On Tuesday Miami-Dade County voters recalled Mayor Carlos Alvarez. The margin of the vote in favor of recall sends an unmistakable message regarding the mood of voters. The vote in favor of recall amounted to 88 percent of the 200,000 votes cast, an unnaturally large majority. So it’s worth sorting out what might have provoked the Miami-Dade electorate. The Miami Herald reports:
Voters swept Miami-Dade Mayor Carlos Alvarez out of office by a stunning margin Tuesday, capping a dramatic collapse for a politician who was given increased authority by voters four years ago to clean up much-maligned county government but was ushered out in the largest recall of a local politician in U.S. history.
The spectacular fall from power comes after two years of missteps, ranging from granting top staffers big pay hikes to construction of a publicly funded stadium for the Florida Marlins to implementation of a property-tax rate increase that outraged an electorate struggling through an ugly recession.
The Herald adds that County Commissioner Natacha Seijas was also recalled on Tuesday “in a resounding defeat. For 18 years she represented a district that includes Miami Lakes and Hialeah and was widely regarded as the most powerful politician on the commission.” The Herald’s implied explanation is that she stayed too long at the fair.
There is a name-that-party quality to the Herald’s story. I would have guessed from the story that Alvarez is a Democrat. I don’t think the story identifies Alvarez’s party, but he is a Republican. Nevertheless, Alvarez’s approach to the issues has a Democratic sheen (see below)
And would a Republican really engage in effrontery that is indicative of a bizarre sense of entitlement? Say it ain’t so: “In May, Alvarez came under fire for shopping for a new BMW 550i Grand Turismo sedan subsidized by an $800-a-month car allowance. He got the new car even as he already had two Chevy Suburbans to ferry him around on official business. Alvarez — earning a $233,123 salary and $92,187 in benefits — refused to get rid of the car allowance, saying he wasn’t ‘going to do something that is symbolic.'” He’s just not that kind of a guy.
The recall effort was the work of billionaire car dealer and former Philadelphia Eagles owner Norman Braman. The Herald provides background that is also relevant to events elsewhere: “The campaign to recall Alvarez was launched in October by billionaire businessman Norman Braman after Alvarez successfully pushed for a property tax-rate increase to help plug a gaping budget hole. At the same time, Alvarez pushed for labor contracts with employee unions that included pay hikes for most county workers this year.”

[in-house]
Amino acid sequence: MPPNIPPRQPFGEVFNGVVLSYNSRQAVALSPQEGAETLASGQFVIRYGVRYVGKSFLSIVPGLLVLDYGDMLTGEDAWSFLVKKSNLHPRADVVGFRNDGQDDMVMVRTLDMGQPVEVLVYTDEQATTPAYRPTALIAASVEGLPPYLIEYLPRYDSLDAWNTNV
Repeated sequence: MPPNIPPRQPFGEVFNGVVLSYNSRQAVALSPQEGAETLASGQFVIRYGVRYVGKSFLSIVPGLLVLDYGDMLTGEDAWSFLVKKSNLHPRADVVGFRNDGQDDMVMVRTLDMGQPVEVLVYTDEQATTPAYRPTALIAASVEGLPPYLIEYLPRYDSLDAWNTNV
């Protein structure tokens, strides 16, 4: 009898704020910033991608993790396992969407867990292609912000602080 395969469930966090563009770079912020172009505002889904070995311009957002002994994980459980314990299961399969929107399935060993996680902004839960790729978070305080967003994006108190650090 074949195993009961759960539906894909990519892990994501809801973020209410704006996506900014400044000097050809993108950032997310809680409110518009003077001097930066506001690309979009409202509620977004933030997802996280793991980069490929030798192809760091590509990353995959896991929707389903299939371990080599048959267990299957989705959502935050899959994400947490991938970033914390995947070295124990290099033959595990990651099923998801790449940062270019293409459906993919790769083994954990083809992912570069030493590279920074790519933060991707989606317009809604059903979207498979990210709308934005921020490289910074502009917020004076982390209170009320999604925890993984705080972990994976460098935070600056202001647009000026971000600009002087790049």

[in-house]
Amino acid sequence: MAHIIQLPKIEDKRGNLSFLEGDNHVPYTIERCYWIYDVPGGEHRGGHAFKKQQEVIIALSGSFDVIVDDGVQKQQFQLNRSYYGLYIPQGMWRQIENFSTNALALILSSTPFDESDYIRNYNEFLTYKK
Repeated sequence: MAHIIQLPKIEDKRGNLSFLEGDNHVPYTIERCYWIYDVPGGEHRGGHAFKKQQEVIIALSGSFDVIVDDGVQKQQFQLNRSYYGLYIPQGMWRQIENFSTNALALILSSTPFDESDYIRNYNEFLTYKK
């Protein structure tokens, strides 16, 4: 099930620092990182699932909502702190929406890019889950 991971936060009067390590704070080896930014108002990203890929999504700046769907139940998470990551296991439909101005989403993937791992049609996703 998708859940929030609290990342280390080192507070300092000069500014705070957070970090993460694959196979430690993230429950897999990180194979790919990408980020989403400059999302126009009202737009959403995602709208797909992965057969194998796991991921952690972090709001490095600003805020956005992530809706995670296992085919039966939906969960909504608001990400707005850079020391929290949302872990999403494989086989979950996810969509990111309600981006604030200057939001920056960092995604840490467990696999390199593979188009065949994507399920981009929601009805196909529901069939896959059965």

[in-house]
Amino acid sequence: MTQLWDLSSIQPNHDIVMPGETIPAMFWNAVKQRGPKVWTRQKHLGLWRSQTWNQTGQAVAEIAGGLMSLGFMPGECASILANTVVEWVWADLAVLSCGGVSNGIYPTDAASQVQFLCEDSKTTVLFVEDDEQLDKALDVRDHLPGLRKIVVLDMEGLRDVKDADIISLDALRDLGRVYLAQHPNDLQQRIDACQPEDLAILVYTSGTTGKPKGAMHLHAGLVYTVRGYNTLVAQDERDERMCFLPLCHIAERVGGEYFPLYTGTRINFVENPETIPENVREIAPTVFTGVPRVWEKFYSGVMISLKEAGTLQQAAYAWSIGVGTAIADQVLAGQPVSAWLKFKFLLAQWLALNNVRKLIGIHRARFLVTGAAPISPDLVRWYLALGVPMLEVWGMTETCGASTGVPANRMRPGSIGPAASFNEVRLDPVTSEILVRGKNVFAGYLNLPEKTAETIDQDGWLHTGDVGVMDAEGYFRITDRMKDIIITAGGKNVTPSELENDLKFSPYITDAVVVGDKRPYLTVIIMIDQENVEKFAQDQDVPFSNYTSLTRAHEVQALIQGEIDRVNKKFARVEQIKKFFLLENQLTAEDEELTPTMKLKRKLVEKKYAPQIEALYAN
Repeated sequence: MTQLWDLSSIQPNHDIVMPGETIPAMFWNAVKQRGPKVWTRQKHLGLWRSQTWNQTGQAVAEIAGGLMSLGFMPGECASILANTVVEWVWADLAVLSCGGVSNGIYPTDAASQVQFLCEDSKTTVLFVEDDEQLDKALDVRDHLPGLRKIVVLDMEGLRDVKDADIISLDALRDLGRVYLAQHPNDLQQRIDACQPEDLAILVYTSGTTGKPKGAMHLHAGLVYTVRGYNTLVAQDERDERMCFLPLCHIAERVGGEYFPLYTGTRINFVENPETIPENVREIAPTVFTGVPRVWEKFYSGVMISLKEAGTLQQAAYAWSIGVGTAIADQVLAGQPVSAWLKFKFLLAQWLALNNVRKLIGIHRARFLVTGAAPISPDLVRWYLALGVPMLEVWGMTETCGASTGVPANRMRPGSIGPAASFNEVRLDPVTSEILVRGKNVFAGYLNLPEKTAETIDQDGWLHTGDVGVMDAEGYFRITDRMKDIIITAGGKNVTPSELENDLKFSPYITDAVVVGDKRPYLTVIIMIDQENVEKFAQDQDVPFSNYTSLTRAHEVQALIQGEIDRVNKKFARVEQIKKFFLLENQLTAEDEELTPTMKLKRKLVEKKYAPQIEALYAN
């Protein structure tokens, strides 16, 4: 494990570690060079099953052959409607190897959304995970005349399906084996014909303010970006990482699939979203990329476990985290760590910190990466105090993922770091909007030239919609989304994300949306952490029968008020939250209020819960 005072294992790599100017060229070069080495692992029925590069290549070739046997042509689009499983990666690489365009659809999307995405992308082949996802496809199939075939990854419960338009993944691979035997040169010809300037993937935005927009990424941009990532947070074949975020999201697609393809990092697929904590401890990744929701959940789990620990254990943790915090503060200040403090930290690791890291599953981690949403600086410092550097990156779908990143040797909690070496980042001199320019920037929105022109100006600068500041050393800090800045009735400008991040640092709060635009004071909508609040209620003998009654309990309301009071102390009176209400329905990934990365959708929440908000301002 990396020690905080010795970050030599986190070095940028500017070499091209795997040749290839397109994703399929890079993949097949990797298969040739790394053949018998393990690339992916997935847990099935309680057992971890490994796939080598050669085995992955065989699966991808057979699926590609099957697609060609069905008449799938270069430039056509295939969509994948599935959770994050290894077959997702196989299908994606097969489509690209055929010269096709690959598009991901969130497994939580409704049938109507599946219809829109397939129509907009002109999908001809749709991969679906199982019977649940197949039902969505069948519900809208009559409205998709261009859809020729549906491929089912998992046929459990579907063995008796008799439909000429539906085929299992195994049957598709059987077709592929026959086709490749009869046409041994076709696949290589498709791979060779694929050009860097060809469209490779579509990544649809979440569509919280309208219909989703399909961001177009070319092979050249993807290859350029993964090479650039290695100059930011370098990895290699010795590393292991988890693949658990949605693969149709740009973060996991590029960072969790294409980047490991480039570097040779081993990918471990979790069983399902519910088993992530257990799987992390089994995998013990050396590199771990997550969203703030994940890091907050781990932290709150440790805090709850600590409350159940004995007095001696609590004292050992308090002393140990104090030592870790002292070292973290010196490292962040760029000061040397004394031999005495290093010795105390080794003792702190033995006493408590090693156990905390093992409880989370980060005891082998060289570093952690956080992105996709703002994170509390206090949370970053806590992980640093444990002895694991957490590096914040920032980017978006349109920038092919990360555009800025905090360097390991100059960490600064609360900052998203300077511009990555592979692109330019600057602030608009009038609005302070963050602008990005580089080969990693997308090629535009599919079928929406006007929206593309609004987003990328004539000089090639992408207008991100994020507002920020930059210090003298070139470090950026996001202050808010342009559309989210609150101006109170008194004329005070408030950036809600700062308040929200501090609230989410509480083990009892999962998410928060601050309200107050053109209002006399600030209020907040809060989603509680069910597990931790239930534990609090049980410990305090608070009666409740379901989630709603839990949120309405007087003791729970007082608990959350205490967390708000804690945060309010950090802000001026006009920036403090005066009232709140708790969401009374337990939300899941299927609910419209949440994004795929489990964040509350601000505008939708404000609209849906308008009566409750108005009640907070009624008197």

The Herald notes that “[w]hen Alvarez pushed for a 12 percent property tax-rate increase in September, it was the last straw for many voters. Particularly galling to many, Alvarez pushed for the increase while supporting labor agreements that included salary increases this year.” It adds that “efforts to demonize Braman didn’t resonate with voters. A recent poll for The Herald and its news partners by Bendixen & Amandi International showed respondents identified the Indian Creek billionaire as a principled community activist.”
The Herald story includes a video of Braman commenting on the recall results. We could use his help in points beyond Miami-Dade County, but I’m sure the New Yorker and the New York Times would be all over Braman’s case if he were to display any signs that he intends to take his show on the road and set his sights on a Democrat.
The Times’s account of the recall is here and is in fact worth a look. One can infer that the Times is not necessarily thrilled with the outcome despite the fact that a Republican was its most prominent victim. The Times hauls out a University of Miami professor for this comment: “A reasonable person would say there is a kind of radioactive crankiness in the air.” And this: “In times of duress, you want to be careful about what kind of car you drive.” Especially on the public dime.
Mayor Alvarez remains undaunted. He has posted a message to voters on the County Web site: “It has been an honor and privilege to serve this community for the past 35 years. The voters have spoken and a time of healing and reconciliation must now begin. No matter which side of the recall issue, one thing is certain: we all care very deeply about this community.” Not that he’s going to do anything symbolic about it.